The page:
US 5396271 A
A wiper blade cleaning system has two polyurethane wiping blades of unequal lengths, but which are otherwise identical. The blades are releasably mounted in slots on a planar surface of a fixed structural member. The mounted blades are parallel and spaced apart a predetermined distance. The positioning of the blades is dependent on the order in which they must act on the nozzle face of the printhead as it leaves the priming station, so that the shorter blade cleans first. The shorter blade is stiffer because of its shorter length and serves to remove ink efficiently off of the printhead nozzle face. However, when cleaning a non-coplanar nozzle face, small amounts of ink collected on the shorter blade cleaning edge may be deposited in crevices or other discontinuities on the non-coplanar nozzle face. The longer blade is more compliant because of its added length and follows in the wake of the shorter blade to remove the last vestige of ink left by the stiffer, shorter blade.
1. A fixed wiper blade assembly located in a maintenance station for an ink jet printer having a printhead with nozzles in a nozzle face which is mounted on a translatable carriage for concurrent reciprocal movement therewith from a printing zone to selected locations within the maintenance station, the maintenance station having a cap to seal the printhead nozzles at a capping location and having means to place a negative pressure in the cap to prime the printhead, the wiper blade assembly being positioned at a predetermined location within the maintenance station for cleaning ink and other debris from the nozzle face when the carriage moves the printhead thereby, the wiper blade assembly comprising:
two separate elastomeric planar wiping blades, each of said blades having a pair of opposed planar surfaces with an identical thickness therebetween, two opposing parallel side surfaces, and a first end surface and a second end surface, each of said side surfaces of each said blades having an identical notch therein a predetermined distance from the first end surface, so that the notches of each of said blades separated by a predetermined distance;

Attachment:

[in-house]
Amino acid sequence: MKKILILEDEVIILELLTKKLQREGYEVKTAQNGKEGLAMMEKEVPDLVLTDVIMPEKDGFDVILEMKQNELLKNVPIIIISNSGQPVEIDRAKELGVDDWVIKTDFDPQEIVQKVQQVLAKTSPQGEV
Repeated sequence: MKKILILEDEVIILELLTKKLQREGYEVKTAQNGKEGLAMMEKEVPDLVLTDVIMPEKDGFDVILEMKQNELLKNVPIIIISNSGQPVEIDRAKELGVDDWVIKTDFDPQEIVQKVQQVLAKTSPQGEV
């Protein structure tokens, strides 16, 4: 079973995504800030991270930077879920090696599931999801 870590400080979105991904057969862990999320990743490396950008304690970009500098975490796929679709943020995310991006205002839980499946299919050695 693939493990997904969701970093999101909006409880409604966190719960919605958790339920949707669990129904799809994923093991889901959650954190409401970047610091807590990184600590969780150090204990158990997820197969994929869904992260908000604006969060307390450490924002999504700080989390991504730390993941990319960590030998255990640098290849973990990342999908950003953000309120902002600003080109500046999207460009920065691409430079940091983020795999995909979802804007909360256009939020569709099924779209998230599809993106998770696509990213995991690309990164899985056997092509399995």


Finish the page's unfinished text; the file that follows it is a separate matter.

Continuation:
a fixed structural member in the maintenance station having a planar surface thereon through which a pair of identical, parallel slots penetrate, the slots being separated by a predetermined distance, the structural member having a collection surface on and coplanar with the planar surface, the collection surface being adjacent to the slots and being used to collect ink droplets ejected from the printhead to keep the nozzles clear of dried ink;
the first end surface of each of said blades being inserted through a one of the structural member slots to position the notches of the blades therein, the slots having identical lengths and widths, the slots lengths being substantially equal to the distance separating the blade notches and the slots widths being substantially equal to the blade thickness, so that the blades are releasably mounted on the fixed structural member parallel with each other, a predetermined distance apart, and substantially normal to the planar surface thereon, the second end surface of each of said blades having parallel edges, the blades being identical except one blade is longer than other blade by a predetermined distance, whereby the shorter blade is stiffer to remove ink efficiently from the nozzle face, except where the nozzle face is adjacent to various other non-coplanar surfaces of the nozzle face which produce pockets where ink may reside, while the longer blade is more compliant and removes ink left by the shorter blade; and